Affiliation Department of Developmental Genetics, Graduate School of Frontier Biosciences, Osaka University, Suita, Osaka, Japan

  • Torath Ameen,

    Affiliation Translational Medicine and Therapeutics, William Harvey Research Institute, Barts and The London School of Medicine and Dentistry, Queen Mary University of London, London, United Kingdom

  • Charles Mein,

    Affiliation Genome Centre, William Harvey Research Institute, Barts and The London School of Medicine and Dentistry, Queen Mary University of London, London, United Kingdom

  • Hiroshi Hamada,

    Affiliation Department of Developmental Genetics, Graduate School of Frontier Biosciences, Osaka University, Suita, Osaka, Japan

  • Ken Suzuki,

    Affiliation Translational Medicine and Therapeutics, William Harvey Research Institute, Barts and The London School of Medicine and Dentistry, Queen Mary University of London, London, United Kingdom

  •  [ ... ],
  • Kenta Yashiro

    Affiliation Translational Medicine and Therapeutics, William Harvey Research Institute, Barts and The London School of Medicine and Dentistry, Queen Mary University of London, London, United Kingdom

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Single-Cell Expression Profiling Reveals a Dynamic State of Cardiac Precursor Cells in the Early Mouse Embryo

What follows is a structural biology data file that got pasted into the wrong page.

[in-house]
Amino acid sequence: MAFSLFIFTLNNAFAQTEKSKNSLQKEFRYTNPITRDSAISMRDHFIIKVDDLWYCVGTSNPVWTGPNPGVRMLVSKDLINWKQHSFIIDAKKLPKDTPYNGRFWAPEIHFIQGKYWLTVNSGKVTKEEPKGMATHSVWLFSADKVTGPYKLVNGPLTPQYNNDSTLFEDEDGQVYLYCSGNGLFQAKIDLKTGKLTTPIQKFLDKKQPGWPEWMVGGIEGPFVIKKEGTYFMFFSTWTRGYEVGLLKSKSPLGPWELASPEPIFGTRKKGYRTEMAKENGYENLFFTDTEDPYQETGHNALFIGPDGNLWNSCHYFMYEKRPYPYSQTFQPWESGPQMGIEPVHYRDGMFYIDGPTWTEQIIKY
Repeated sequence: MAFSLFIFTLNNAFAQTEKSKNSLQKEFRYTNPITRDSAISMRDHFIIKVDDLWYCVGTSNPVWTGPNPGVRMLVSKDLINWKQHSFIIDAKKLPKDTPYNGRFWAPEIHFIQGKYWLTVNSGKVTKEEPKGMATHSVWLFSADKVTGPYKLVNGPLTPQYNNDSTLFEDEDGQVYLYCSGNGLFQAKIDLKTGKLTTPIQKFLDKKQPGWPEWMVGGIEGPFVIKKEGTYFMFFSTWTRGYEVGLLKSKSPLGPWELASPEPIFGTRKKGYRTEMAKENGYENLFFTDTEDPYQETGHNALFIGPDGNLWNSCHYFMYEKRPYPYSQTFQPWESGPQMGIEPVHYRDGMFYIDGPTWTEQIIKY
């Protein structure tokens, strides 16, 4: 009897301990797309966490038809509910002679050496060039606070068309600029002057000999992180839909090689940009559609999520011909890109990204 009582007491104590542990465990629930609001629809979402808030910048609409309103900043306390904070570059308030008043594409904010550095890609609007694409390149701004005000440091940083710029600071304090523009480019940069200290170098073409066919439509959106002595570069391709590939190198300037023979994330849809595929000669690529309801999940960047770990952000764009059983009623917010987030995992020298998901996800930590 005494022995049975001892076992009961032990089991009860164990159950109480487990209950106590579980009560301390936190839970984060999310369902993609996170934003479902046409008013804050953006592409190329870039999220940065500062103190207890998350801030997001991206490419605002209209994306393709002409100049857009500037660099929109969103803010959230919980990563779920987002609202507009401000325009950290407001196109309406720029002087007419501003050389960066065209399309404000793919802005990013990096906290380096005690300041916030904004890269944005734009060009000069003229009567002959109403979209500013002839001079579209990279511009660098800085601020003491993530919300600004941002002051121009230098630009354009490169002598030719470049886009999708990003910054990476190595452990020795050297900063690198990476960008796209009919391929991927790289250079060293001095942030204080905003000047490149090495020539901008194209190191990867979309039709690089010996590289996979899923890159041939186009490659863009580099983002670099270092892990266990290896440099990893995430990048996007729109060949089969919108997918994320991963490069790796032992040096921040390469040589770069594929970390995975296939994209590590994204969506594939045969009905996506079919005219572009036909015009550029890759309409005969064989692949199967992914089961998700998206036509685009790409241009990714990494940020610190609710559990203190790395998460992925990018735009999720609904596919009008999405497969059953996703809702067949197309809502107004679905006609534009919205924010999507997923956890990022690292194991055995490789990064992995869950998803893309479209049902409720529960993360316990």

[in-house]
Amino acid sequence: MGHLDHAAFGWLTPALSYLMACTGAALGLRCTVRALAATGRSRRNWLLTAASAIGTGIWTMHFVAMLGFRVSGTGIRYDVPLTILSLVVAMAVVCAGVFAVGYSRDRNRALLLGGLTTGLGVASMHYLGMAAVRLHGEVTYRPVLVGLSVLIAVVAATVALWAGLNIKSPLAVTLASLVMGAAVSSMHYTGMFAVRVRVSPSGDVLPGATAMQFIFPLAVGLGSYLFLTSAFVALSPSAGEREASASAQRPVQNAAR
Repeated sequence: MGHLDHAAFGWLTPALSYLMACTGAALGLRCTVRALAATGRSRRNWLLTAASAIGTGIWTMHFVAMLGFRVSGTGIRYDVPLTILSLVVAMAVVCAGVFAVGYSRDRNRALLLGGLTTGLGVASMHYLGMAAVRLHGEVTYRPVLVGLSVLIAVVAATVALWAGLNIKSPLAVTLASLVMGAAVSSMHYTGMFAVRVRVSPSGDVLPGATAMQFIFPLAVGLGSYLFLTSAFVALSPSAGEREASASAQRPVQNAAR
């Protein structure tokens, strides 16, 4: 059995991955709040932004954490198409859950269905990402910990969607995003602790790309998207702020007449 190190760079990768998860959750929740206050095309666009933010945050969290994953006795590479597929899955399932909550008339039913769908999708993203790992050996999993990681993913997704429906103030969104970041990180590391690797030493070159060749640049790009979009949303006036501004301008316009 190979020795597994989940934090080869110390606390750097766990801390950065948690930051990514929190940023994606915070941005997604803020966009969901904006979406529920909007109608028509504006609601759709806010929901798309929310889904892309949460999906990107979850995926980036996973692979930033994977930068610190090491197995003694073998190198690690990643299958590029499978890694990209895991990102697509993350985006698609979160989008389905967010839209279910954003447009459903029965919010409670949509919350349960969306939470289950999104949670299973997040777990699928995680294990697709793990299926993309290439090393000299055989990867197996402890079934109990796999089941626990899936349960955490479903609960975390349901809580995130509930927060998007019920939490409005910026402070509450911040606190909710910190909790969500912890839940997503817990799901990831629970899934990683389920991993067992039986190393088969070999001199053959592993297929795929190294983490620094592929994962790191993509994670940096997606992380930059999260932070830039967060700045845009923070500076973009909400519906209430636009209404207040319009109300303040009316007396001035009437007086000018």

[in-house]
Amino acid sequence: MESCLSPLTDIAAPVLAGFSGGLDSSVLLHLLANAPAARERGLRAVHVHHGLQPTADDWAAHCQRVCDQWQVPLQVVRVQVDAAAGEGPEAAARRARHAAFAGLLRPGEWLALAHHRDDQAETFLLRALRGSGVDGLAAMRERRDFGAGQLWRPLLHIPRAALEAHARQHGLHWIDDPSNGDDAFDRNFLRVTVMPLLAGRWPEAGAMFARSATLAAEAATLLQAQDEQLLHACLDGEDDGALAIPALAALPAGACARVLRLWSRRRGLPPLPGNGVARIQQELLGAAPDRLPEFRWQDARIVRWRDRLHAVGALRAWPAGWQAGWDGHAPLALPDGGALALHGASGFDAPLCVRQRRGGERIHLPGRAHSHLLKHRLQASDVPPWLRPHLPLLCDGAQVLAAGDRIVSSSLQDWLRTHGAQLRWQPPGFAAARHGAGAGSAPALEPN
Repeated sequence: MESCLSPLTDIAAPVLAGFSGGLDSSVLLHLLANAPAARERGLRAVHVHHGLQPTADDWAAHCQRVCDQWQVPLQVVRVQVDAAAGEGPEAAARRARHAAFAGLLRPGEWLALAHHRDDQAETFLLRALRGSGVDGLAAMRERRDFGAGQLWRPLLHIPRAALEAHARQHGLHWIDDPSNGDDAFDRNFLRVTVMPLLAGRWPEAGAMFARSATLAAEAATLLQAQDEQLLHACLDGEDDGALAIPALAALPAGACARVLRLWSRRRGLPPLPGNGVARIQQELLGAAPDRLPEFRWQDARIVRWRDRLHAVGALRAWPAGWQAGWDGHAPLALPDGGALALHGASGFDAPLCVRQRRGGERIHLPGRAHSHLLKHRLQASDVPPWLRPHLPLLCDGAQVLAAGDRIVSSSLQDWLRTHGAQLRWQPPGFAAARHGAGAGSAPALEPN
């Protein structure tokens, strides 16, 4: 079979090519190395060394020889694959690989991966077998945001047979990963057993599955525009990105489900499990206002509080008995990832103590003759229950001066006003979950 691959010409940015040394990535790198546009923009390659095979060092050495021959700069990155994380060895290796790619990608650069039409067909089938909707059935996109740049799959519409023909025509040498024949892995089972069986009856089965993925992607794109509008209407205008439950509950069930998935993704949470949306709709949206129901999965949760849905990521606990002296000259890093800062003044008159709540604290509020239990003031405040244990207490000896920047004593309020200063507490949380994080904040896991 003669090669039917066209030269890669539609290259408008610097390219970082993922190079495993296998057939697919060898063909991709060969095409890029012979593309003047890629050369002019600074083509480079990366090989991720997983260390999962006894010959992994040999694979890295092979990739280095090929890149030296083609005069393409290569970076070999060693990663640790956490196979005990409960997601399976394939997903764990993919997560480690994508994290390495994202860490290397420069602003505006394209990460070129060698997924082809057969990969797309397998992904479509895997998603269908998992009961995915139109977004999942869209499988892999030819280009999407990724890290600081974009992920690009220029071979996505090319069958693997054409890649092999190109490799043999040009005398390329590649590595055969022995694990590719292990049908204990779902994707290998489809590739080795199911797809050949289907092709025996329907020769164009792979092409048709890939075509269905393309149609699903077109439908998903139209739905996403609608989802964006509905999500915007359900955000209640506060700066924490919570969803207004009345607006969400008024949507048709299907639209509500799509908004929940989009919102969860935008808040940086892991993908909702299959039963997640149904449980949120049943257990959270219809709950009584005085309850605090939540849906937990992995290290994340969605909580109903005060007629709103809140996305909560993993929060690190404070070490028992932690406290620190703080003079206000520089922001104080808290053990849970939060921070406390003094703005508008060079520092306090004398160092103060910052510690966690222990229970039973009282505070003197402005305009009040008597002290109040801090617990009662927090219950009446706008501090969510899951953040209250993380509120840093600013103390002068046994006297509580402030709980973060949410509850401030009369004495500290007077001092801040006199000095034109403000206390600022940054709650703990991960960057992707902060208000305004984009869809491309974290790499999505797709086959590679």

• Ioannis Kokkinopoulos, 
  • Hidekazu Ishida, 
  • Rie Saba, 
  • Prashant Ruchaya, 
  • Claudia Cabrera, 
  • Monika Struebig, 
  • Michael Barnes, 
  • Anna Terry, 
  • Masahiro Kaneko, 
  • Yasunori Shintani


In the early vertebrate embryo, cardiac progenitor/precursor cells (CPs) give rise to cardiac structures. Better understanding their biological character is critical to understand the heart development and to apply CPs for the clinical arena. However, our knowledge remains incomplete. With the use of single-cell expression profiling, we have now revealed rapid and dynamic changes in gene expression profiles of the embryonic CPs during the early phase after their segregation from the cardiac mesoderm. Progressively, the nascent mesodermal gene Mesp1 terminated, and Nkx2-5+/Tbx5+ population rapidly replaced the Tbx5low+ population as the expression of the cardiac genes Tbx5 and Nkx2-5 increased. At the Early Headfold stage, Tbx5-expressing CPs gradually showed a unique molecular signature with signs of cardiomyocyte differentiation. Lineage-tracing revealed a developmentally distinct characteristic of this population. They underwent progressive differentiation only towards the cardiomyocyte lineage corresponding to the first heart field rather than being maintained as a progenitor pool. More importantly, Tbx5 likely plays an important role in a transcriptional network to regulate the distinct character of the FHF via a positive feedback loop to activate the robust expression of Tbx5 in CPs. These data expands our knowledge on the behavior of CPs during the early phase of cardiac development, subsequently providing a platform for further study.